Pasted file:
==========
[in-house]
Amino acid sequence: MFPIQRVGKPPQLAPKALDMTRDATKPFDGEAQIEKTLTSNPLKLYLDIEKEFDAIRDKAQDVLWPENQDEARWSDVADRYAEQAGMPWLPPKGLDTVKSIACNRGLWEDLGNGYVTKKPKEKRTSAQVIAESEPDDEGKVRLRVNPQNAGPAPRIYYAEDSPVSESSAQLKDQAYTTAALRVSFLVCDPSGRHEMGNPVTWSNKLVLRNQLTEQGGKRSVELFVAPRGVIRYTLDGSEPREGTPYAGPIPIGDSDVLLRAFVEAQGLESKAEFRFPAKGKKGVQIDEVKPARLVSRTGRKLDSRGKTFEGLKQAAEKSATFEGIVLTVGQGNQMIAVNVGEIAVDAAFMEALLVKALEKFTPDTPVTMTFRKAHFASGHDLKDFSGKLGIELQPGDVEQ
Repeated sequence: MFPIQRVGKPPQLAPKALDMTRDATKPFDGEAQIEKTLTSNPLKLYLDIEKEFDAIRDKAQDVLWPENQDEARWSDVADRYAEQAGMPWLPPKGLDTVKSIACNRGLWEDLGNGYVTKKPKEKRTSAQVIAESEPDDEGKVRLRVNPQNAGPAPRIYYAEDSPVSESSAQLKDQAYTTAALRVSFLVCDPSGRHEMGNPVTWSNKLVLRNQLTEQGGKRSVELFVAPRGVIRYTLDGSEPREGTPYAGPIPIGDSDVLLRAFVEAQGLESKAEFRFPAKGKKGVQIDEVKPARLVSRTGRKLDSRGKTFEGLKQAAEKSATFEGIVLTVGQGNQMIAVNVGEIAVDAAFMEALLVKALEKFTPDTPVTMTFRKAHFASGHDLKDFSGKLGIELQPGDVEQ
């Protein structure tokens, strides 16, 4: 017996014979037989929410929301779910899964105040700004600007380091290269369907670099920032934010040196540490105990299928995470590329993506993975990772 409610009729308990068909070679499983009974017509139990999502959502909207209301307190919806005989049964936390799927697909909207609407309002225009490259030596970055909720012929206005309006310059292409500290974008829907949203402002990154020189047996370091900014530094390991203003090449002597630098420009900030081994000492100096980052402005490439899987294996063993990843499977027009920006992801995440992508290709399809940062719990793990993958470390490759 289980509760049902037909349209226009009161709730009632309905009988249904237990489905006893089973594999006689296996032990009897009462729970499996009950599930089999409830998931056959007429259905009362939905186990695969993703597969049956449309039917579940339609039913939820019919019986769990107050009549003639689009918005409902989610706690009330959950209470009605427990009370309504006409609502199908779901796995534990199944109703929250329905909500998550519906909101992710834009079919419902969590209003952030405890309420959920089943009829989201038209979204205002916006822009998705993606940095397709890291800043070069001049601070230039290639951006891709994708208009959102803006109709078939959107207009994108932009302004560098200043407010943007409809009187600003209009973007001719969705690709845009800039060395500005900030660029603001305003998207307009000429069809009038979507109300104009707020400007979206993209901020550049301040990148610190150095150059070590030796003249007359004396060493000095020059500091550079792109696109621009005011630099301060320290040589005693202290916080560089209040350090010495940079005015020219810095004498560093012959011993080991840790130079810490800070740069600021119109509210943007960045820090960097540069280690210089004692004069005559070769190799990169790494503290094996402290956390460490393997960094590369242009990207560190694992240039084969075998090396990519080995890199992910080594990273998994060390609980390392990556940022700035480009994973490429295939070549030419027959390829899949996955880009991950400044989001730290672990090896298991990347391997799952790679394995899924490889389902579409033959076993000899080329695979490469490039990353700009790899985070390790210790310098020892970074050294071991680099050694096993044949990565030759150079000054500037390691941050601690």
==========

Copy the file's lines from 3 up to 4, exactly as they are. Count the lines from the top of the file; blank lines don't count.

Repeated sequence: MFPIQRVGKPPQLAPKALDMTRDATKPFDGEAQIEKTLTSNPLKLYLDIEKEFDAIRDKAQDVLWPENQDEARWSDVADRYAEQAGMPWLPPKGLDTVKSIACNRGLWEDLGNGYVTKKPKEKRTSAQVIAESEPDDEGKVRLRVNPQNAGPAPRIYYAEDSPVSESSAQLKDQAYTTAALRVSFLVCDPSGRHEMGNPVTWSNKLVLRNQLTEQGGKRSVELFVAPRGVIRYTLDGSEPREGTPYAGPIPIGDSDVLLRAFVEAQGLESKAEFRFPAKGKKGVQIDEVKPARLVSRTGRKLDSRGKTFEGLKQAAEKSATFEGIVLTVGQGNQMIAVNVGEIAVDAAFMEALLVKALEKFTPDTPVTMTFRKAHFASGHDLKDFSGKLGIELQPGDVEQ
């Protein structure tokens, strides 16, 4: 017996014979037989929410929301779910899964105040700004600007380091290269369907670099920032934010040196540490105990299928995470590329993506993975990772 409610009729308990068909070679499983009974017509139990999502959502909207209301307190919806005989049964936390799927697909909207609407309002225009490259030596970055909720012929206005309006310059292409500290974008829907949203402002990154020189047996370091900014530094390991203003090449002597630098420009900030081994000492100096980052402005490439899987294996063993990843499977027009920006992801995440992508290709399809940062719990793990993958470390490759 289980509760049902037909349209226009009161709730009632309905009988249904237990489905006893089973594999006689296996032990009897009462729970499996009950599930089999409830998931056959007429259905009362939905186990695969993703597969049956449309039917579940339609039913939820019919019986769990107050009549003639689009918005409902989610706690009330959950209470009605427990009370309504006409609502199908779901796995534990199944109703929250329905909500998550519906909101992710834009079919419902969590209003952030405890309420959920089943009829989201038209979204205002916006822009998705993606940095397709890291800043070069001049601070230039290639951006891709994708208009959102803006109709078939959107207009994108932009302004560098200043407010943007409809009187600003209009973007001719969705690709845009800039060395500005900030660029603001305003998207307009000429069809009038979507109300104009707020400007979206993209901020550049301040990148610190150095150059070590030796003249007359004396060493000095020059500091550079792109696109621009005011630099301060320290040589005693202290916080560089209040350090010495940079005015020219810095004498560093012959011993080991840790130079810490800070740069600021119109509210943007960045820090960097540069280690210089004692004069005559070769190799990169790494503290094996402290956390460490393997960094590369242009990207560190694992240039084969075998090396990519080995890199992910080594990273998994060390609980390392990556940022700035480009994973490429295939070549030419027959390829899949996955880009991950400044989001730290672990090896298991990347391997799952790679394995899924490889389902579409033959076993000899080329695979490469490039990353700009790899985070390790210790310098020892970074050294071991680099050694096993044949990565030759150079000054500037390691941050601690």